Convicted Australian drug smuggler Schapelle Corby's lack of compliance in her Bali prison is threatening to extend her sentence after jail governor Ngurah Wiratna appeared to publicly lose patience with her on Wednesday.
Prisoners rely on the governor to commend them for good behaviour when twice-yearly cuts in their sentences are handed out.
But when Corby, who was convicted of smuggling 4.1kg of marijuana into Bali in 2004, failed to turn up to an event held by the governor in Kerobokan prison on Wednesday afternoon, he called her out by name.
Wiratna had ordered all able-bodied prisoners into the yard to address them on the subject of "zero mobile phones, zero bribes, and zero drugs".
Of the 130 female prisoners, only three neglected to turn up - two because of ill health, and Corby.
Wiratna told the media after his speech: "If a prisoner neglects their duty [to be involved in prison activities] they can forget about their rights.
"One Indonesian female prisoner was sick, which was confirmed by the doctor. [British death row grandmother] Lindsay Sandiford claimed she didn't feel well . . . Corby didn't show up and she had no clear reason.
"Prisoners can't just ask for their rights when they never join or show up for prison activities," Wiratna said. "It will all be taken into account."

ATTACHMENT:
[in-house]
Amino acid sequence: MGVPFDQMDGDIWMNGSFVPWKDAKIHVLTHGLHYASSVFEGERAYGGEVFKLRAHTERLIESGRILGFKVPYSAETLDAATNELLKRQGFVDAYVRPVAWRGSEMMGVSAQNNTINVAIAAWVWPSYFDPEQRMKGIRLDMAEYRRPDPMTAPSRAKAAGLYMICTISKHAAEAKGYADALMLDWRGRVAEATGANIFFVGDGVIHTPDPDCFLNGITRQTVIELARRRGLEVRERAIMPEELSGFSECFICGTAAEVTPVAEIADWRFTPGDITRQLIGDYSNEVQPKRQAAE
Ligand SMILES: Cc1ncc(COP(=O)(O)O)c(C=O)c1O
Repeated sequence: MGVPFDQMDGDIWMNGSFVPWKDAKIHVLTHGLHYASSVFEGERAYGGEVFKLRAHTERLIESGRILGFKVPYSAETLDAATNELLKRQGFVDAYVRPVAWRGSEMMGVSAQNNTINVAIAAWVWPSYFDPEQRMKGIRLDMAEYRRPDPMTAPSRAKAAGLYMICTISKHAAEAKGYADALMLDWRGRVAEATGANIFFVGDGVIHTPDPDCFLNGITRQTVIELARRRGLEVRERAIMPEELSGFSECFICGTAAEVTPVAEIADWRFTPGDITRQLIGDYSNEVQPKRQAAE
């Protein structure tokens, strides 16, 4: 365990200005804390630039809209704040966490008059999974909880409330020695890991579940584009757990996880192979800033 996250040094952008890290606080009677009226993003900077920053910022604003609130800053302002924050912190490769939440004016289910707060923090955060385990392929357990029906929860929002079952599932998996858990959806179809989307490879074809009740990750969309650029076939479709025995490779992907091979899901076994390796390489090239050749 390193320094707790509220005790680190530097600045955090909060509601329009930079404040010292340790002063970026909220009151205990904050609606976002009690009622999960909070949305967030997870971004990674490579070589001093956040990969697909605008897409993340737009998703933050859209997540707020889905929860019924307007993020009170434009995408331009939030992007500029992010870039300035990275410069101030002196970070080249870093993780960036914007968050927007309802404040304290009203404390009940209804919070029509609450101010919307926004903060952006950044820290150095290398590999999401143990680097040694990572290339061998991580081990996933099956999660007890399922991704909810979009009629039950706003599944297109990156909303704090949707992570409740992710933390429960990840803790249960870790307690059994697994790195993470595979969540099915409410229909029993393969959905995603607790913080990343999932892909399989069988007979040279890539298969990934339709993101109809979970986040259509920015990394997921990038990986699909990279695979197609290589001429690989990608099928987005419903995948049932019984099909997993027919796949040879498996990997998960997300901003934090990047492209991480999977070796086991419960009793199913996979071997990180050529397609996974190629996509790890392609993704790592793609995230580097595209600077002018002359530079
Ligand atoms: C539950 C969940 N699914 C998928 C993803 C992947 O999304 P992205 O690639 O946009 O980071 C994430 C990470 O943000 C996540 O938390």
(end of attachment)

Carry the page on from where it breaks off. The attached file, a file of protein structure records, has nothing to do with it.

In the Indonesian system, remissions of sentences are given twice a year - two months at Christmas (for Christians) and up to six months at Indonesia's Independence day in August.
For Corby, if the governor recommends full remissions and they are accepted, it could cut two years off her sentence, allowing her out in 2015 rather than 2017.
Corby is also now eligible for parole, but has not yet applied for it because of uncertainty over what her immigration status would be.
But Wiratna even appeared to threaten that.
"Parole is not up to me, but the parole team will take into account how active a prisoner is at joining prison programmes, their behaviour and so on."
Corby is notorious for avoiding the public gaze.
She rarely leaves the women's block, and has not for a number of years engaged in prison activities where there is a danger of a member of the public or media seeing her. She is rarely, if ever, seen in the visiting room.
- Sydney Morning Herald